But these are the guys who gave us Warzone, the new Mutant Chronicles wargame, and I've already been wowed by that. So why did I worry? Why did I worry about what they were going to use, when I walked through the doors of Titan Games today and saw the wonderful 28mm miniatures of aliens, Colonial Marines and a predator? Toss in a Queen Alien, some royal guard, a predalien, some facehuggers, sentry guns and some random spears through human skulls and what you've got here is a game closer to the very first Dark Horse comic (which should have been the movie, damn you!) and the computer games, all of which are of a high quality.

Here are some of the shots I took of the models they have planned - you can see plenty of amazing and more detailed photographs on the gaming website GMorts Chaotica:

I spoke to one of the Prodos guys and asked him what the limits of the licence from FOX were. The answer? 'There are none'. So... what can you use from the franchises? 'Everything'. From the comics, the games, the movies? 'Everything'.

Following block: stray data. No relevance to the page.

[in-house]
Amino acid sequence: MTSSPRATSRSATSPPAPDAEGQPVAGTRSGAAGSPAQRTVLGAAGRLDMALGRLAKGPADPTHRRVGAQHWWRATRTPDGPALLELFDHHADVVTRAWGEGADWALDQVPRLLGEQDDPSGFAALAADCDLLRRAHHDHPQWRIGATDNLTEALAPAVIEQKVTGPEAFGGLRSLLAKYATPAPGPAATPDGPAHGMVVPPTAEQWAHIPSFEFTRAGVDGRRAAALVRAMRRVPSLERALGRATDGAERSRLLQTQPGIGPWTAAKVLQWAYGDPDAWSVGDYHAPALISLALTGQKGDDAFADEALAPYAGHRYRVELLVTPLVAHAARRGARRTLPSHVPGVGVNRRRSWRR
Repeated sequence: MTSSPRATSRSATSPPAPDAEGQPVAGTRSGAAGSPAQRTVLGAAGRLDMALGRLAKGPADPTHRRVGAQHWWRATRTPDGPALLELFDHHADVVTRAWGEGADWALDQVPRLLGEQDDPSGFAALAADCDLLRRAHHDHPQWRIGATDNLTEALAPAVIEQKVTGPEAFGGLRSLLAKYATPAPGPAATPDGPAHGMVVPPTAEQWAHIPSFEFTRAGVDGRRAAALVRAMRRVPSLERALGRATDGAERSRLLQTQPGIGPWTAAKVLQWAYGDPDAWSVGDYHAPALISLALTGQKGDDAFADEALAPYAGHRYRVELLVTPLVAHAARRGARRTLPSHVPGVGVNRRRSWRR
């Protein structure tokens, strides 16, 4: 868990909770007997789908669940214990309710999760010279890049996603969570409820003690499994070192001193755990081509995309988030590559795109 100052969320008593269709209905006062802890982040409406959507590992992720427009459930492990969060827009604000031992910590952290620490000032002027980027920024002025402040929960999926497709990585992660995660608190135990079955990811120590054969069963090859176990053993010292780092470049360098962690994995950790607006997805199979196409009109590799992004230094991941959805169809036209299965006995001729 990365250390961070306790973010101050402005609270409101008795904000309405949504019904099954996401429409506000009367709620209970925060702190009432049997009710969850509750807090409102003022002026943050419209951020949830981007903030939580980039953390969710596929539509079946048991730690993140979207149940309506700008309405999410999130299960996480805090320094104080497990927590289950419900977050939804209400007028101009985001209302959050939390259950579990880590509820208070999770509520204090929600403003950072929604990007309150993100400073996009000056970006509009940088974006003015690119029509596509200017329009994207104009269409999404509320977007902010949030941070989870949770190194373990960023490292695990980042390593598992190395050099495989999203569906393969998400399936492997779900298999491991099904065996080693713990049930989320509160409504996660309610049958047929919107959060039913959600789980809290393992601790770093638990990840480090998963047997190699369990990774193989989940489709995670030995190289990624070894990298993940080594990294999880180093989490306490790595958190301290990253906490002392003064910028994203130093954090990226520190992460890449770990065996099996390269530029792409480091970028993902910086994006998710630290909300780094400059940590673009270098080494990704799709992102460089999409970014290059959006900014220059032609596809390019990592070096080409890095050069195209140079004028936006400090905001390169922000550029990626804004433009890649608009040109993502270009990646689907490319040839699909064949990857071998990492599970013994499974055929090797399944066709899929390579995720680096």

Oh, my.

Everything that Prodos Games is doing is being done under close scrutiny with FOX, and everything they design, add, change, take away and otherwise modify has to be given the green light from the licence owners. This has resulted in some high-quality miniatures that are as accurate as you're going to get. The detail and quality is incredibly high and when painted these are going to look amazing. Just have a look at the Kickstarter page to see what else they've got lined up (the Alien 3 Weyland - Yutani commandos are a great idea). This looks like it's going to be a great game with some amazing support.

The models look great. I'm no wargaming or model expert, but I know my Aliens and Predators and these models are wonderful, right down to the bony extrusions and the flailing dreadlocks. It's all looking good, and I for one am looking forward to seeing this baby in action.

And for you Mutant Chronicles Warzone fans out there - here's some shots of the new packaging for their starter sets, and some amazing Imperial figures fully painted. This is a cracking and incredibly popular game.

A big 'Thank You' to:

Soundtrack Review - The Elder Scrolls Online

Say hello to Rich Campbell-Innes of the hobby website 'The Hobbynomicon'. He's kindly shared his thoughts on the soundtrack to the new MMO 'The Elder Scrolls Online'.